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Mudville: February 28, 2021 1:59 am PDT
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The Other Side of History

It is game one of the 1954 World Series between the Cleveland Indians and the New York Giants. With the score tied 2-2 in the eighth inning, Larry Doby and Al Rosen on base and Giants left handed pitcher Don Liddle on the mound, Vic Wertz stepped up to the plate with no outs. The Indians’ first baseman crushes a 2-1 pitch. Willie Mays rushes to the ends of the Earth, actually the deepest part of the Polo Grounds’ cavernous outfield, makes “The Catch” and whirls around to throw the ball back to the infield.

Vic Wertz collected 1,692 hits in his major league career, but he’s best known for making one of the most famous outs in baseball history.

Giants right-hander Marv Grissom relieved Liddle, who supposedly said to coach Freddie Fitzsimmons, “Well, I got my man.” Grissom surrendered a walk to load the bases before striking out the next batter and getting Indians’ catcher Jim Hegan to fly out to end the inning. The Giants, who were underdogs in the series, went on to win the game 5-2, and swept Cleveland for the championship.

The play is etched into the collective memory of baseball fans. Mention “The Catch” and most people will know what you’re discussing. That Mays personally made the play has added to its mythical quality.

However “The Catch” made Wertz a footnote, despite a fine career in which he was a leading RBI man and power hitter. He hit .500 in the ’54 Series.

Wertz would have to incredibly fight off a crippling illness to improbably come as back one of the better run producers in the game.

SEPTEMBER 29, 1954 - Alas, it was NOT a hit, it was ``The Catch``. Willie Mays makes an infamous play on Vic Wertz's scorching liner to dead centerfield at the Polo Grounds in New York.

After breaking in with the Tigers in 1947, Wertz had several good years, and was sent to one of the worst teams in baseball, the St. Louis Browns. In 1954, he moved east with the team when it became the Baltimore Orioles, but then on June 1 he was traded to the Indians for pitcher Bob Chakales.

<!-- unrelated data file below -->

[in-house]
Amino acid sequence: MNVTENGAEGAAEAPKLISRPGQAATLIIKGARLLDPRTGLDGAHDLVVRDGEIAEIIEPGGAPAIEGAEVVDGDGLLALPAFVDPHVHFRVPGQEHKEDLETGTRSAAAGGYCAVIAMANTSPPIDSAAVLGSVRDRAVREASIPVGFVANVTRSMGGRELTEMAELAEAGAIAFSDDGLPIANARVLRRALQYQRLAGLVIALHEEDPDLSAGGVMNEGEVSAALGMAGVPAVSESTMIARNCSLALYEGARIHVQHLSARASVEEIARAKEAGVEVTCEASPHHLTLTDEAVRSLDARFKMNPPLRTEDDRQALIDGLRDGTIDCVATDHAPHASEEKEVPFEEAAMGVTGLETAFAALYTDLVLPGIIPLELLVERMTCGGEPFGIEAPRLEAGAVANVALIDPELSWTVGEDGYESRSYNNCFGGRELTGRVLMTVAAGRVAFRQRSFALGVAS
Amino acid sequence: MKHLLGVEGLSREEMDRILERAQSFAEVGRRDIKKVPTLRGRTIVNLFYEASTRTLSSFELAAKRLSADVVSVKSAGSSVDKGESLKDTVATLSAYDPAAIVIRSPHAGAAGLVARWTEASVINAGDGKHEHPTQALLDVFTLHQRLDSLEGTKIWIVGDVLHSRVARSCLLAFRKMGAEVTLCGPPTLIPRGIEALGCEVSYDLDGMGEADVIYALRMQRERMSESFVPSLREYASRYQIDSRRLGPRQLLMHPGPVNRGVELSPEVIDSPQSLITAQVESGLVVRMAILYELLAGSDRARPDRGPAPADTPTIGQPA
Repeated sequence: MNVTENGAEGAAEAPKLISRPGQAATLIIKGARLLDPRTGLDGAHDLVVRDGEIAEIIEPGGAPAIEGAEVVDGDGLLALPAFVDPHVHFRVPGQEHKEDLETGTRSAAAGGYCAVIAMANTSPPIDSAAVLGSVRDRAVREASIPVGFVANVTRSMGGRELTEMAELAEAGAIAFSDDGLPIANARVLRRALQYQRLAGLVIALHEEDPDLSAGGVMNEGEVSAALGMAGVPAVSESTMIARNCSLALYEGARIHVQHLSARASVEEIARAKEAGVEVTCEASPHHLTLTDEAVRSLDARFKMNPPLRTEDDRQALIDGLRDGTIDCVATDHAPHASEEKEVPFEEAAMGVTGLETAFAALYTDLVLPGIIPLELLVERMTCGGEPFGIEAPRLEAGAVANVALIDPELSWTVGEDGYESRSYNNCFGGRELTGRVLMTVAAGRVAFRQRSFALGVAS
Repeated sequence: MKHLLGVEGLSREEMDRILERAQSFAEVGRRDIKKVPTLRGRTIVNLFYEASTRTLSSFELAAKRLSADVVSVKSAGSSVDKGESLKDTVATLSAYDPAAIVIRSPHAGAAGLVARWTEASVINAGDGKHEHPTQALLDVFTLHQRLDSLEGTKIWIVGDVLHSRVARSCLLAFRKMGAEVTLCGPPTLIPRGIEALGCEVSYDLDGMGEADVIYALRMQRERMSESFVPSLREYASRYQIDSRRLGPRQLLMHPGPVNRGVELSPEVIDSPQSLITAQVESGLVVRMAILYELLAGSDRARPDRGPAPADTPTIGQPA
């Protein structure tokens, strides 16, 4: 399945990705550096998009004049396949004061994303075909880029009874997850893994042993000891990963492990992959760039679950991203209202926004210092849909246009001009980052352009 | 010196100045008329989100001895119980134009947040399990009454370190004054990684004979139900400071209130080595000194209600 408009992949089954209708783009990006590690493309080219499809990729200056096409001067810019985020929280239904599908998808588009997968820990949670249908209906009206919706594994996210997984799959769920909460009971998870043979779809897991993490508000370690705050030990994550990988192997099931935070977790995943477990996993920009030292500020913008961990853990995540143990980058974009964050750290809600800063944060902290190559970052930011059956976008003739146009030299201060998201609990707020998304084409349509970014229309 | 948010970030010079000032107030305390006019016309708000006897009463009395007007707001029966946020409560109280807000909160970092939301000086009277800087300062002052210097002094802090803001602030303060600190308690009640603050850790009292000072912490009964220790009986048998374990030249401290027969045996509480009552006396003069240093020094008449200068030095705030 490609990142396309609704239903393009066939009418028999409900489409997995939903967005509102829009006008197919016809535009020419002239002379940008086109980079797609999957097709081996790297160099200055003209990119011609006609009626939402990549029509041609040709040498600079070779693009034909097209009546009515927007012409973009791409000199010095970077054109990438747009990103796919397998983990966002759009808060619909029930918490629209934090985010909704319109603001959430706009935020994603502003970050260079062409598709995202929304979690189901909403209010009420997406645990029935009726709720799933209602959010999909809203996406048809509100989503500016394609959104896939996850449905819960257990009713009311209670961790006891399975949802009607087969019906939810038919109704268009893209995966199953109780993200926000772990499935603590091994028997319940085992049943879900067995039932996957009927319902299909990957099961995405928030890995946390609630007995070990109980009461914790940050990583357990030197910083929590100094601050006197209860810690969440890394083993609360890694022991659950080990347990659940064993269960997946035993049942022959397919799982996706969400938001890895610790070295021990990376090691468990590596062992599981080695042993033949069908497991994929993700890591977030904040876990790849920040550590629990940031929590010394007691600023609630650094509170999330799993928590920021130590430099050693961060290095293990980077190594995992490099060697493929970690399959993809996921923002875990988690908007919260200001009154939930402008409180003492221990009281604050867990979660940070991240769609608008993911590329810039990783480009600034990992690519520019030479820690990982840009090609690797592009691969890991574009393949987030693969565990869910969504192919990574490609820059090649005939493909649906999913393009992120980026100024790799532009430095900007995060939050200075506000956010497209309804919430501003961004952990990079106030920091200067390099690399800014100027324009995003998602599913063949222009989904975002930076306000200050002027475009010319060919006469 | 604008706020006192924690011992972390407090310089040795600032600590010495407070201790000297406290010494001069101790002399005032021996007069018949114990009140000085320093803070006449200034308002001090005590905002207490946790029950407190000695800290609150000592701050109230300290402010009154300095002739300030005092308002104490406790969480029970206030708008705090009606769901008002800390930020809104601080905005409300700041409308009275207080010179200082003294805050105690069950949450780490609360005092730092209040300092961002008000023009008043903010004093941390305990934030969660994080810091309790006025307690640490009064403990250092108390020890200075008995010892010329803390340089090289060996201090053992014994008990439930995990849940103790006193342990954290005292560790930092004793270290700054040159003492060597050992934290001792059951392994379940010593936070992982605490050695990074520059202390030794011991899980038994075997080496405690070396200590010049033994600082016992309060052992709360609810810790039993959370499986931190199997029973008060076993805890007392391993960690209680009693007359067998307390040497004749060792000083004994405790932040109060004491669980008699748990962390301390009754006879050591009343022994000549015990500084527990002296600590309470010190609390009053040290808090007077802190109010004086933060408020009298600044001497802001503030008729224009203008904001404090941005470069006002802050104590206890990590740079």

“He solidified the club,” says Al Rosen, the team’s third baseman. “He started out as a right fielder and moved to first base and did a terrific job. And that allowed me to go back to third. He was a great clutch hitter. If you were trailing in the ninth inning with runners on third, he was the guy you wanted to see at bat.”

The Indians won a then-record 111 games that year, but the Yankees didn’t make it easy for them. New York won 103 games, the most in Casey Stengel’s career, and the Indians didn’t clinch the pennant until September 18.

In 275 at-bats with Cleveland, Wertz hit .275-14-48.

George Strickland, the club’s shortstop says when Wertz arrived, he was given the nickname “Snertzy” He thinks pitcher Bob Lemon gave it to him. “That sounds about right,” Lemon said years later.

After “The Catch,” Wertz started out fine in 1955, but then contracted polio.

“They never knew how he caught it, and they were careful with the team,” said his son, Terry Wertz. “It hit him hard. He was unconscious for a (time), and he lost feeling in one leg. It was paralyzed for a while.”